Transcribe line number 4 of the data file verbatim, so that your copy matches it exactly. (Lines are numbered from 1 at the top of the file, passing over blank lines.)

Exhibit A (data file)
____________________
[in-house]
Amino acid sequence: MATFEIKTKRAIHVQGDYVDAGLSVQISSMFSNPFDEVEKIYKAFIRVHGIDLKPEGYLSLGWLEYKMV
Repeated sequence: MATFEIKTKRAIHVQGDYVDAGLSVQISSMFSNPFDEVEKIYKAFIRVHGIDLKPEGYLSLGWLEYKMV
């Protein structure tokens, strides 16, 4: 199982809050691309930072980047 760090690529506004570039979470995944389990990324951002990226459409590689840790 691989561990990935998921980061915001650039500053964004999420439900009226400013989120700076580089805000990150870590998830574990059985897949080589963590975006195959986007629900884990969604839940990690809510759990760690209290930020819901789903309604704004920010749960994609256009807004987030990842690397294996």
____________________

């Protein structure tokens, strides 16, 4: 199982809050691309930072980047 760090690529506004570039979470995944389990990324951002990226459409590689840790 691989561990990935998921980061915001650039500053964004999420439900009226400013989120700076580089805000990150870590998830574990059985897949080589963590975006195959986007629900884990969604839940990690809510759990760690209290930020819901789903309604704004920010749960994609256009807004987030990842690397294996």